So here is my question to Congress and the President – If we are on impending gloom and doom and will experience massive bank failures, how come the Washington Mutual failue was resolved with the kind of outcome that is Main Street friendly without spending $1 of taxpayer money?

In one day, the existing Federal authorities and the market resolved the largest S&L collapse with a result that seems to be exactly what is good for all of us taxpayers. That said, there were winners and loosers:


  • The depositors. Their money is safe and covered by JP Morgan.
  • The FDIC. No funds will be needed to cover deposits.
  • The taxpayer. No taxpayer will have to assume the losses of this failure.


  • The Washington Mutual Executives. Presumably, JP Morgan will no longer need their services.
  • The Washington Mutual Shareholders. Shareholder took a risk in this company and lost.

Isn’t this the kind of result that Congress and the Administration is trying to get to? So help me understand this — why do we need to spend $700 billion to fix this problem? – Glenn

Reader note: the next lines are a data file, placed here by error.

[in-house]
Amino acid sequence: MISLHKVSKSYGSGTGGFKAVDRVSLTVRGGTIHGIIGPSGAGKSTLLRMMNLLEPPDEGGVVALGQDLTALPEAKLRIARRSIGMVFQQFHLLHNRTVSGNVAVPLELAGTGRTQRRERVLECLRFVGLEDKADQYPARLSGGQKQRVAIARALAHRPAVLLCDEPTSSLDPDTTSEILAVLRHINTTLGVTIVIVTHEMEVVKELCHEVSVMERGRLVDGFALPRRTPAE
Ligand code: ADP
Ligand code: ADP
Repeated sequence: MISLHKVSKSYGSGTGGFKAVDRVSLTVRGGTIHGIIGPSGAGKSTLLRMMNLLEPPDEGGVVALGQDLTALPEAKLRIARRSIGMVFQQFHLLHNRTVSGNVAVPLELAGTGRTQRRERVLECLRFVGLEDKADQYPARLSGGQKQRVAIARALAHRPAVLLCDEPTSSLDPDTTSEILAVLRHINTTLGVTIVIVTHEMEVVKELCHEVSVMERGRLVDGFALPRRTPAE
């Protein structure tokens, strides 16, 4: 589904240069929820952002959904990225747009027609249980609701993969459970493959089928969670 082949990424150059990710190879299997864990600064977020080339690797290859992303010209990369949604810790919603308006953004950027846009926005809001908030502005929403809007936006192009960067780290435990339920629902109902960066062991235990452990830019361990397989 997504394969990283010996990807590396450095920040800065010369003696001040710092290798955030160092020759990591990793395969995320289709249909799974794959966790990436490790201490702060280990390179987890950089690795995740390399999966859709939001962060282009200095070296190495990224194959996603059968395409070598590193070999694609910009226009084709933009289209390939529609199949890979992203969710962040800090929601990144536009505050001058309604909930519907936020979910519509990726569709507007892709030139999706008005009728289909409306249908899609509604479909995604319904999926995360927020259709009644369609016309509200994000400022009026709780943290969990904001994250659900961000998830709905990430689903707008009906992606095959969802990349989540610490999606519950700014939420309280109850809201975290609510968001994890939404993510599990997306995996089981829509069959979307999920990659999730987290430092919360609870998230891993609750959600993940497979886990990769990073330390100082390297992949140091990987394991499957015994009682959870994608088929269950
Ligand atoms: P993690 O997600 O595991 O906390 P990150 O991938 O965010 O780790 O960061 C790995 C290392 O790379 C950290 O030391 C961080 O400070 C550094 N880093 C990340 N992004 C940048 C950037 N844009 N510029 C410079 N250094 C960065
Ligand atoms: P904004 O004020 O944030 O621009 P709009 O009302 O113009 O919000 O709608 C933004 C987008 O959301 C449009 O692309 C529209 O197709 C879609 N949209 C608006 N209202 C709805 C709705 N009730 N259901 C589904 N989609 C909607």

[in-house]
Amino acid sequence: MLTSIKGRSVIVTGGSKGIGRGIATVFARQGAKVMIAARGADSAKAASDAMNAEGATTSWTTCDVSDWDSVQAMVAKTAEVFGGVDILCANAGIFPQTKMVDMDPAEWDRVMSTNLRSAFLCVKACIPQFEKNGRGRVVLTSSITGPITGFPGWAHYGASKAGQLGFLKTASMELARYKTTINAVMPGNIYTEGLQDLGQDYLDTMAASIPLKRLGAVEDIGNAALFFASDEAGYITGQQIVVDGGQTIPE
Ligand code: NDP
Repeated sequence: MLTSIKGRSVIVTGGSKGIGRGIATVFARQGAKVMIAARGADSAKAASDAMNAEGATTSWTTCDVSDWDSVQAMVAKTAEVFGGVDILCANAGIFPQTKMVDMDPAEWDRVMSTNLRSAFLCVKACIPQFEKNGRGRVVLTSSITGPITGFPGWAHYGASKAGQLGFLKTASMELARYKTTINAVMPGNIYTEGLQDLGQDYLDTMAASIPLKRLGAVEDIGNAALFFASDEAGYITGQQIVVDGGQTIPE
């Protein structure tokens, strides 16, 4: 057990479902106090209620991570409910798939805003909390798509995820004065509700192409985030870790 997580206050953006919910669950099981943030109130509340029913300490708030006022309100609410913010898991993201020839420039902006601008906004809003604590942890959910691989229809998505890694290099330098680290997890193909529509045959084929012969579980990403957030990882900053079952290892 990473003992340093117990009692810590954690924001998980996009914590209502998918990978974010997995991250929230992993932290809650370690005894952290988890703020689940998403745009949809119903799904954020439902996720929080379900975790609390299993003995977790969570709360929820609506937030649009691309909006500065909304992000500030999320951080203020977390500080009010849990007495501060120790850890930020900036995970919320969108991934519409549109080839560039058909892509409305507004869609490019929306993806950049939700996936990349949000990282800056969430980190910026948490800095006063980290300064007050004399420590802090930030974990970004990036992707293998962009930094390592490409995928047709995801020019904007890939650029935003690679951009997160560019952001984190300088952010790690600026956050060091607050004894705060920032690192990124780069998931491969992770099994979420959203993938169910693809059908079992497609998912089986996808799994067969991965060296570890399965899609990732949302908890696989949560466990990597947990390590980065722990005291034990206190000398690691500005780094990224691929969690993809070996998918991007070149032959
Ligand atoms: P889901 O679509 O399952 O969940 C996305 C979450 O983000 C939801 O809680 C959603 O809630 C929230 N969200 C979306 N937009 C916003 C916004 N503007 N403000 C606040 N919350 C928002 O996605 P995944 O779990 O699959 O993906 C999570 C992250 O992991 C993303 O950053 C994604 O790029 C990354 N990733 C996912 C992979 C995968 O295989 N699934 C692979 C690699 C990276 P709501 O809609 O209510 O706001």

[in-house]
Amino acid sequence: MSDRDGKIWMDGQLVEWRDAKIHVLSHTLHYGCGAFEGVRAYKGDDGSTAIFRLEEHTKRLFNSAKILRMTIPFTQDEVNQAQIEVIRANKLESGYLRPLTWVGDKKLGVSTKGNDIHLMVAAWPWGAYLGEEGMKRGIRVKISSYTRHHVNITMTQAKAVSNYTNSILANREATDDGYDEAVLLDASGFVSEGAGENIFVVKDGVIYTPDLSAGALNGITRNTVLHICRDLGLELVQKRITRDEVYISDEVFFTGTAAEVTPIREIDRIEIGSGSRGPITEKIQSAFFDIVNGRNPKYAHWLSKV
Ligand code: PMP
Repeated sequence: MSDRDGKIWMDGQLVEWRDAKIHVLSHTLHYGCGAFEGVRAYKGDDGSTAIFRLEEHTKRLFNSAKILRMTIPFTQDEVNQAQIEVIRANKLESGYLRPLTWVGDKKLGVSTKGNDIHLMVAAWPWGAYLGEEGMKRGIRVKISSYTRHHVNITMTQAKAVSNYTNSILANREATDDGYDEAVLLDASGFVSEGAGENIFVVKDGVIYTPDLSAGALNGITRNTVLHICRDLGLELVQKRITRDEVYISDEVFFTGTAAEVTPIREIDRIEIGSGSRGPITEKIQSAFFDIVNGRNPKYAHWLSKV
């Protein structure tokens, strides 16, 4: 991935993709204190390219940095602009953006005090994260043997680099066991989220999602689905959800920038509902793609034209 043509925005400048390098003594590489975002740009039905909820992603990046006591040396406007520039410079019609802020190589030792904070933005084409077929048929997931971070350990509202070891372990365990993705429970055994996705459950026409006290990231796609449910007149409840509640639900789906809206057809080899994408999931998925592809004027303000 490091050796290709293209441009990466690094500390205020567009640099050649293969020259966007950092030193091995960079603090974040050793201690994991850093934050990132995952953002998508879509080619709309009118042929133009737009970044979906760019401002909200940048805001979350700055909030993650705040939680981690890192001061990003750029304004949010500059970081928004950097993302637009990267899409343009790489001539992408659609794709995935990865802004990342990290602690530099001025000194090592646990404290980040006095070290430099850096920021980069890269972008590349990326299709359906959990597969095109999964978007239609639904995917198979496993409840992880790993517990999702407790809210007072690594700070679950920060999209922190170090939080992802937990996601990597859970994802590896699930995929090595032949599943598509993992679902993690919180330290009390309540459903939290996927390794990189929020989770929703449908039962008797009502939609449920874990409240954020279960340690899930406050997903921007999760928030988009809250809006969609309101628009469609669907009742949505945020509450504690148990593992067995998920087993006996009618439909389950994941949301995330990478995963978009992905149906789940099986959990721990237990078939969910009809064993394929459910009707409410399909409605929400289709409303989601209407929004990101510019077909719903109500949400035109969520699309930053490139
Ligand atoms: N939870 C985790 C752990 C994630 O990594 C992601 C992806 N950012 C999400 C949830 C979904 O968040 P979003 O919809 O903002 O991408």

Lessons for Congress from George Bailey

James Stewart in Frank Capra's It's a Wonderful Life

Growing up, part of the annual holiday tradition was watching the classic Frank Capra film, It’s a Wonderful Life. I can’t help but pause for a moment now to wonder how George Bailey would counsel us in how to get out of this financial conundrum we find ourselves in. Allow me to speculate on what good ol’ George might say to Congress if asked:

  1. Do the right thing for the people, after all it is their money that you are dealing with.
  2. Know the people who you are giving a mortgages to. At the Bailey Building & Loan, we know everyone we make a loan to. That is how we can minimize risk. I look across the table and ask them how they plan to pay the loan back.